-Specialist Hannah Johnson, Utah National Guard

In 1981, a female Soldier named Capt. Kathleen Wilder was failed as she very nearly completed Special Forces training. After an investigation into her dismissal, it was found that she had “been wrongly denied graduation.” Now, nearly four decades later, significant challenges remain for women in military service, but this momentous occasion is a step in the right direction.

This article originally appeared on Sandboxx. Follow Sandboxx on Facebook.

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That time Hollywood’s favorite outsider visited the Screaming Eagles

Hollywood legend John Wayne is a patriotic icon — he’s the All-American hero of cinema. Between his 1968 film, The Green Berets, and his visits to the 101st Airborne, Wayne dedicated a good portion of his life to supporting the troops. But he wasn’t the only Hollywood legend to pay a visit to the Screaming Eagles. Robert Mitchum, who played an elite Marine Raider taking part in the Makin Island raid in Gung Ho and assumed the role of a pilot in the Doolittle Raid in Thirty Seconds Over Tokyo, also paid the 101st a visit during the Vietnam War. Mitchum, who was best known for his iconic roles as villains in the original Cape Fear and The Night of the Hunter, received an Academy Award nomination for his role in The Story of G.I. Joe.


Mitchum’s visit came around the time that elements of the Screaming Eagles, under the command of Major David Hackworth, took part in Operation Harrison, an effort to locate, track down, and destroy the North Vietnamese and Viet Cong using guerrilla tactics and artillery fire. The operation was somewhat successful — least 288 NVA or VC were killed and another 35 were captured, but 42 Americans died in the process.

A senior officer is briefed on the progress of Operation Harrison by a commander in the field.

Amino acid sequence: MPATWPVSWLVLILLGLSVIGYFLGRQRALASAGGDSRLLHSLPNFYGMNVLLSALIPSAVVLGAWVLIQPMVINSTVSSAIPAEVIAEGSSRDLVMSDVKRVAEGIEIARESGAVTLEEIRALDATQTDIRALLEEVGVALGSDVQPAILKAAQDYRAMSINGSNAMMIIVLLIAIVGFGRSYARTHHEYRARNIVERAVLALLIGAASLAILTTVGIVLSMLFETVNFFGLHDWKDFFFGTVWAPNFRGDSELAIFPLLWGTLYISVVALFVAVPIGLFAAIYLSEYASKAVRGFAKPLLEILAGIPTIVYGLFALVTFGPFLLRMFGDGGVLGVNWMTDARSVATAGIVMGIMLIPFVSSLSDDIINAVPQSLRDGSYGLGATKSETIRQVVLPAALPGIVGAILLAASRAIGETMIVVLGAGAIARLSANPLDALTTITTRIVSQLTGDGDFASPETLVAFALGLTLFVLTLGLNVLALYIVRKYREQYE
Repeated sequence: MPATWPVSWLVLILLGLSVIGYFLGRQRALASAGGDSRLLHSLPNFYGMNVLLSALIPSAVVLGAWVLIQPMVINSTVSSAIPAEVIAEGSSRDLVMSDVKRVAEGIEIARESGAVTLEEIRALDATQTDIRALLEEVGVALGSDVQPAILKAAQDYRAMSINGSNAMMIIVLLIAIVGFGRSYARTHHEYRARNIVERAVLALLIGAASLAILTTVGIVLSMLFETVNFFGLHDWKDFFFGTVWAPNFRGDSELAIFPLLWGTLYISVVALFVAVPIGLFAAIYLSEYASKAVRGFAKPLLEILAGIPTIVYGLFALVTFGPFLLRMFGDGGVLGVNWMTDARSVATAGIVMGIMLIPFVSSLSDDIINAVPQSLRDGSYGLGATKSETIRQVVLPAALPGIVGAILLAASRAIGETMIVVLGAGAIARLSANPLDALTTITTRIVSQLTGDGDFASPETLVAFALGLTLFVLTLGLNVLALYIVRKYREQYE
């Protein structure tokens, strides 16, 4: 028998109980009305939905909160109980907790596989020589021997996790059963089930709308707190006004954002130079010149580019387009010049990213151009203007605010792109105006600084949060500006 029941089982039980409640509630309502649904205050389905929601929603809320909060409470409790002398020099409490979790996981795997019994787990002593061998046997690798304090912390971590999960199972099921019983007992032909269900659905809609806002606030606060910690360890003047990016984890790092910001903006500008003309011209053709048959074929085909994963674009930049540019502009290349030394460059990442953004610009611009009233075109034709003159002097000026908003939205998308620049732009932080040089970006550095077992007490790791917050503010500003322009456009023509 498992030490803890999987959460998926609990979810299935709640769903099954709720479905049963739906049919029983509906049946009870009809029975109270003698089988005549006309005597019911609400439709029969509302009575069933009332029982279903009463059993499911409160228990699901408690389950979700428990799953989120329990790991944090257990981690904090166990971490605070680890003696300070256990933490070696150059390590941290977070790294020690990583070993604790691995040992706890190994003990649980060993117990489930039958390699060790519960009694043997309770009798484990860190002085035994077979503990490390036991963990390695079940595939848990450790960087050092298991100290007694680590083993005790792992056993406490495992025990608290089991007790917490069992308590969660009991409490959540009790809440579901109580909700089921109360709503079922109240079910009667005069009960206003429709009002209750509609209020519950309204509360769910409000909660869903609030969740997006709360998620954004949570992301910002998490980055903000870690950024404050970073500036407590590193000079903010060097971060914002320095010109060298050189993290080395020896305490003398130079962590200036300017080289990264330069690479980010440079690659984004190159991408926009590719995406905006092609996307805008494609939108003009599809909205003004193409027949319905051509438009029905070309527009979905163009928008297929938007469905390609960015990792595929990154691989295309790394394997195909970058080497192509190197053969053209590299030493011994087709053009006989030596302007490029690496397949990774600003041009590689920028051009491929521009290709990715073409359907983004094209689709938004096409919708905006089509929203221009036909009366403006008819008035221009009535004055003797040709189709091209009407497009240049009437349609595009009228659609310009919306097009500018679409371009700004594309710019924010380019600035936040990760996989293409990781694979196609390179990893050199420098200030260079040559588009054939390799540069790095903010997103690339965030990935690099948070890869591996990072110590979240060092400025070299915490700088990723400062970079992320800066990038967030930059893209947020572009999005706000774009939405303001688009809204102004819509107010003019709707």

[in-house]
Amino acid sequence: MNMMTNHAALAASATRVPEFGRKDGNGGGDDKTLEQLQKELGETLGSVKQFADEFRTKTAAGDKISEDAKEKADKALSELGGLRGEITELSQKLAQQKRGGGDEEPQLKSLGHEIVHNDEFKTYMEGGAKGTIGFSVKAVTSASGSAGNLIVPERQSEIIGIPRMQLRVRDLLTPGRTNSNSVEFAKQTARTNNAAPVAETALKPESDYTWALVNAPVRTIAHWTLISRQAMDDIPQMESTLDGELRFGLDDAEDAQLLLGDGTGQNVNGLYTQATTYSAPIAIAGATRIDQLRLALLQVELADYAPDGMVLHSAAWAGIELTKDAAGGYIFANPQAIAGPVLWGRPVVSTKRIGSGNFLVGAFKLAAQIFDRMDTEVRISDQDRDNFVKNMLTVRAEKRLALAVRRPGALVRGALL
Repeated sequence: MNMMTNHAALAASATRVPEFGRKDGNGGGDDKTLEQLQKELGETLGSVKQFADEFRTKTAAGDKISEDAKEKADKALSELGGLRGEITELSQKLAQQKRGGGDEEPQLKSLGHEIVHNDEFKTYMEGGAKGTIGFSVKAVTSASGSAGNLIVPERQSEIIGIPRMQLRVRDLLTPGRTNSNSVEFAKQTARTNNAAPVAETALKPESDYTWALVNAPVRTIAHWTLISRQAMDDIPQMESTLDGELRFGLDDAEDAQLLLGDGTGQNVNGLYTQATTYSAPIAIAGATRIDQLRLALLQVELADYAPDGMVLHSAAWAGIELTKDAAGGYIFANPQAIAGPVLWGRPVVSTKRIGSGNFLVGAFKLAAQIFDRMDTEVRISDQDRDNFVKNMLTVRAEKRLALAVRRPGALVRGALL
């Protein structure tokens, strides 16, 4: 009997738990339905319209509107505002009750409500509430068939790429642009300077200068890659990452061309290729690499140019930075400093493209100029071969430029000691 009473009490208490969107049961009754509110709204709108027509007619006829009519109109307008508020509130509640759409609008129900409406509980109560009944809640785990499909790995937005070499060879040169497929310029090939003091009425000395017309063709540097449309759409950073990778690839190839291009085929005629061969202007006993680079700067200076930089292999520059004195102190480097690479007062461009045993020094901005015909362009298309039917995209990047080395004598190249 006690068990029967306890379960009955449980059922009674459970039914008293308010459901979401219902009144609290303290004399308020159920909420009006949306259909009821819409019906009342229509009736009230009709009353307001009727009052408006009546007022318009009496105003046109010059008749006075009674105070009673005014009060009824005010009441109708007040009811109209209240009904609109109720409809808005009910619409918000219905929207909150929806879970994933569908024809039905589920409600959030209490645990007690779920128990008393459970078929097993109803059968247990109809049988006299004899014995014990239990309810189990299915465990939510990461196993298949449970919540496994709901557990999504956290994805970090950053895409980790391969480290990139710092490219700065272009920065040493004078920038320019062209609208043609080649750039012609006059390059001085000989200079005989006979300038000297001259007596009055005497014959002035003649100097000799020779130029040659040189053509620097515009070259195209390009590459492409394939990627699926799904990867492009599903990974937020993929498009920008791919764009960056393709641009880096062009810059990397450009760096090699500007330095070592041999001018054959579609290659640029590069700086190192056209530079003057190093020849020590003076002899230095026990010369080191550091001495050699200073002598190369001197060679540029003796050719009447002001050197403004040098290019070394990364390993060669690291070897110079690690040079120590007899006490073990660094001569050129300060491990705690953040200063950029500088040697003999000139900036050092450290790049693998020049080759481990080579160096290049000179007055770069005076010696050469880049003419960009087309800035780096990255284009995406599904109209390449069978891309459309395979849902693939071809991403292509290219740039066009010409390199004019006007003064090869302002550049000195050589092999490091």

(US Army)
A senior officer is briefed on the progress of Operation Harrison by a commander in the field.
(US Army)

The problem was, the majority of targeted Communist unit, the 95th Regiment, split up into smaller groups and evaded detection well enough to avoid having the hammer dropped on them. Even a B-52 strike would do little real damage. In essence, the Americans had done some damage to the enemy — but not without great cost.

Mitchum playing an ill Admiral Halsey in the film 'Midway.'

(Universal Pictures)
Mitchum playing an ill Admiral Halsey in the film ‘Midway.’
(Universal Pictures)

 

In the video below, get a glimpse of Mitchum’s visit with the troops, which lasted an hour and a half. The clip shows him firing a M79 grenade launcher, commonly called the “Blooper,” and watching a demonstration of a M72 light anti-tank weapon, or LAW. It’s also a pretty good look at an artillery unit supporting Operation Harrison.

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MIGHTY HISTORY

Epic tale of Rhodesian Commandos gets a reprint

It has been 32 years ever since Chris Cocks first published his acclaimed book narrating his experiences with the elite Rhodesian Light Infantry (RLI). Now, five editions later, he is reprinting his masterpiece.

But it’s not just a reprint. Cocks has gone in and re-wrote the book to make it even better.


“Over the last three decades, the book has undergone around five editions with various publishers, some good, some not so good,” said Cocks “I decided, therefore, to re-write the book and take out a lot of fluff and waffle, and then self-publish.”